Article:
There’s something nostalgic when listening to music from a vinyl record. It could be the intentional time it takes to move it from the shelf to the turntable, the sound of the gently purring motor and crackling speakers, or the sight of a tonearm slowly gliding to the center. The right system for your home will take your music listening experience to a higher level, and luckily for audiophiles everywhere, the recent resurgence of vinyl means affordable options are becoming more commonplace. Here are several recommendations from our experts at Xssentials.

Belt-Drive VS Direct-Direct Drive?

Most turntables can play your record at 331/3, 45, and 78 revolutions per minute (RPM); your vinyl will list which speed is ideal for its content. The disc sits within the plinth, which must lay atop a flat, sturdy surface to avoid the vibrations that pull the forearm out of the track and scratch your record. Turntables will have either a belt or direct drive. If your system has a motor that torques an elastic belt connected to a spinning platter, you have a belt-drive turntable. Alternatively, a direct-drive turntable has a motor that directly rotates the platter; its setup makes it the preference of DJs and performers. Most audiophiles and record collectors opt for the belt-drive turntable because it’s the best bet for the home listening market.

Moving Magnet or Moving Coil Cartridge?

Another vital aspect of your turntable is the cartridge, which is the tool that converts the stylus’ physical vibrations within the grooves into electrical signals. Cartridges come equipped with either a moving magnet (MM) or a moving coil (MC). The MM is the most common, with a diamond stylus that pushes vibrations down a cantilever. This is attached to a magnet that interacts with a pair of tiny coils, creating the electrical signal that travels to your amplifier. The difference within the MC cartridge is that it lacks a magnet, so the cartridge is lighter and can detect more changes within the grooves of your record. We recommend you keep the different weights in mind before playing your first records; you don’t want to accidentally create scratches.

Does Your Turntable Have a Phono Preamp?

What makes the vinyl listening experience different from that of other systems? The answer is the phono stage! Because of the way records are manufactured, each player possesses a weak phono signal output that suppresses bass frequencies and boosts the treble. Wider grooves are necessary for low frequencies, so removing them can save physical space, maximizing runtime on both sides of the vinyl. The downside to these omissions means that the phono signals cannot be heard, so it needs conversion into a frequency-balanced “line level” signal for multiple sources. Here is where a phono preamplifier works its magic; it reduces the trebles and raises the bass frequencies into an audible range. A significant number of record players come with built-in phono preamps, so purchasing an external one may not be necessary. Check your record player, and if it has a Line output on the Phono/Line selector switch in the back, you’re already set to rock’n’roll!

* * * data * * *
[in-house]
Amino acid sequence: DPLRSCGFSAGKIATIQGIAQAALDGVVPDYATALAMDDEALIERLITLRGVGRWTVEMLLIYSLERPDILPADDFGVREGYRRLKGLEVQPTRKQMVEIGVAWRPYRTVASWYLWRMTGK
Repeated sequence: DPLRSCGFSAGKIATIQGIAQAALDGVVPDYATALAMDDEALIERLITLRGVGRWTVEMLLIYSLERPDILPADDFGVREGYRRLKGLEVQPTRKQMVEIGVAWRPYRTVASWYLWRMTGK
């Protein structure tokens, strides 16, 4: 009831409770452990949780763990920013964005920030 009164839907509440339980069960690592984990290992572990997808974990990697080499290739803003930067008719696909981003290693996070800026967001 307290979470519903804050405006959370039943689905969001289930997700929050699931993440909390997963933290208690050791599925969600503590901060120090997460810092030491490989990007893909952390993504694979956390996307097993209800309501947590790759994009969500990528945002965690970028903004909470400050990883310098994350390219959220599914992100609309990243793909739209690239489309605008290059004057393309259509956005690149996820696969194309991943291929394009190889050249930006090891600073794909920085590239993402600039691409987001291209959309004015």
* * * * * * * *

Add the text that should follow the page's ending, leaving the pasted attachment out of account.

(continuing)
Should You Add an Amplifier/ Receiver

The “line level” signal from the preamp runs to the amplifier, which acts as your system’s engine that boosts the signal to passive speakers. A stereo amp acts as the central unifier of your sources, equipped with multiple inputs for CDs, cellphones, vinyl, and more. Your amplifier enhances the dynamic range and improves the sound quality of your music. There are two kinds of amps: integrated standalone or pre/power separate amp. The smaller integrated model provides convenience by incorporating the circuity for the preamp and speaker-driving power into one unit. Check your integrated model to know if it already has a built-in phono preamp. There are two separate units with the pre/power setup; audiophiles choose this option for maximum flexibility during future upgrades. Whichever you choose, a sturdy amplifier is an important choice; it can power your system for decades.

Passive or Active Speakers

The final phase of your vinyl record system is the speaker stage, which can be active or passive. If you’ve chosen the preferred model by audiophiles, passive speakers, the line-level signal will pass through the stereo amplifier/receiver as described above. This extra step creates an exponentially boosted audio from the phono preamp to the amp and directs the signals to the appropriate speakers. Alternatively, an active speaker should never be connected to an amplifier; it requires a separate dedicated power outlet. The signal travels directly from the preamp to the main speaker, is amplified there, and then is routed to a passive speaker. While it’s easier to set up and manage the active speaker setup due to getting an amp and high-quality speaker in one unit, it can be considered the weaker option to a standalone amp.

Do You Have the Correct Cables and Wires?

You’ll need the final wires to connect every piece, such as RCA cables that will attach your turntable to your phono preamp, amplifier, and speakers. The cables should have one red and one white connector on each end to plug into the appropriate sockets in the chain of sound. In a passive speaker setup, two simple wires per speaker are all you need to connect with your amplifier. The back panels of your devices will tell you the respective speaker-wire terminals you need to use.

With your newfound knowledge, it’s time to find the perfect turntable system. If you’re feeling excited or unsure of which options you’d like, our team of professionals at Xssentials is happy to help you design and install the setup perfect for your home. Contact us to begin today!